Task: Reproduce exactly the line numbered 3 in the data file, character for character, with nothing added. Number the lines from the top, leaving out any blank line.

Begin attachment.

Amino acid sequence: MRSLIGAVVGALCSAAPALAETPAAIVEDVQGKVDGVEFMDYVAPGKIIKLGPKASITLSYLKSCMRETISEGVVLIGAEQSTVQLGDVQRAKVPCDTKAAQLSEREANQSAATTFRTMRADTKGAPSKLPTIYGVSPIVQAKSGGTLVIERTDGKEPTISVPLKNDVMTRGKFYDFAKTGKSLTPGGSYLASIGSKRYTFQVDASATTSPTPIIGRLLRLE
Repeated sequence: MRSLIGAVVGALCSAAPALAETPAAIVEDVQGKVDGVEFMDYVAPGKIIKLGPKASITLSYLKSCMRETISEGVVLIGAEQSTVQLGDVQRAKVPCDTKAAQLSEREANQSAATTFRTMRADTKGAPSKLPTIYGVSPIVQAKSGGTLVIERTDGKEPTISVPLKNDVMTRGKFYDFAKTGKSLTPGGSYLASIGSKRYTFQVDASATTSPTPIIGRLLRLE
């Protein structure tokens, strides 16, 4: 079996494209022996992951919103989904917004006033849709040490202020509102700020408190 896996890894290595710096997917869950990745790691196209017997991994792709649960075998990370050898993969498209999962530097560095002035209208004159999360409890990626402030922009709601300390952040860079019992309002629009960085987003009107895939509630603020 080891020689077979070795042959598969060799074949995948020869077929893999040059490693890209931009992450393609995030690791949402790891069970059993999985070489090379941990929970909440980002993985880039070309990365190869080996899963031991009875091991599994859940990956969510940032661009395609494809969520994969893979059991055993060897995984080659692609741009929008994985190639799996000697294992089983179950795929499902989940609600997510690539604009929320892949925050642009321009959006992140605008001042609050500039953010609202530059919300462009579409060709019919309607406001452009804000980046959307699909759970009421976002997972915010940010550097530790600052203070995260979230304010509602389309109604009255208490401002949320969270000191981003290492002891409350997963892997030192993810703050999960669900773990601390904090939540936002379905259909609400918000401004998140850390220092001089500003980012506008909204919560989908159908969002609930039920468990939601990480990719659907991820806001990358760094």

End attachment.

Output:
């Protein structure tokens, strides 16, 4: 079996494209022996992951919103989904917004006033849709040490202020509102700020408190 896996890894290595710096997917869950990745790691196209017997991994792709649960075998990370050898993969498209999962530097560095002035209208004159999360409890990626402030922009709601300390952040860079019992309002629009960085987003009107895939509630603020 080891020689077979070795042959598969060799074949995948020869077929893999040059490693890209931009992450393609995030690791949402790891069970059993999985070489090379941990929970909440980002993985880039070309990365190869080996899963031991009875091991599994859940990956969510940032661009395609494809969520994969893979059991055993060897995984080659692609741009929008994985190639799996000697294992089983179950795929499902989940609600997510690539604009929320892949925050642009321009959006992140605008001042609050500039953010609202530059919300462009579409060709019919309607406001452009804000980046959307699909759970009421976002997972915010940010550097530790600052203070995260979230304010509602389309109604009255208490401002949320969270000191981003290492002891409350997963892997030192993810703050999960669900773990601390904090939540936002379905259909609400918000401004998140850390220092001089500003980012506008909204919560989908159908969002609930039920468990939601990480990719659907991820806001990358760094």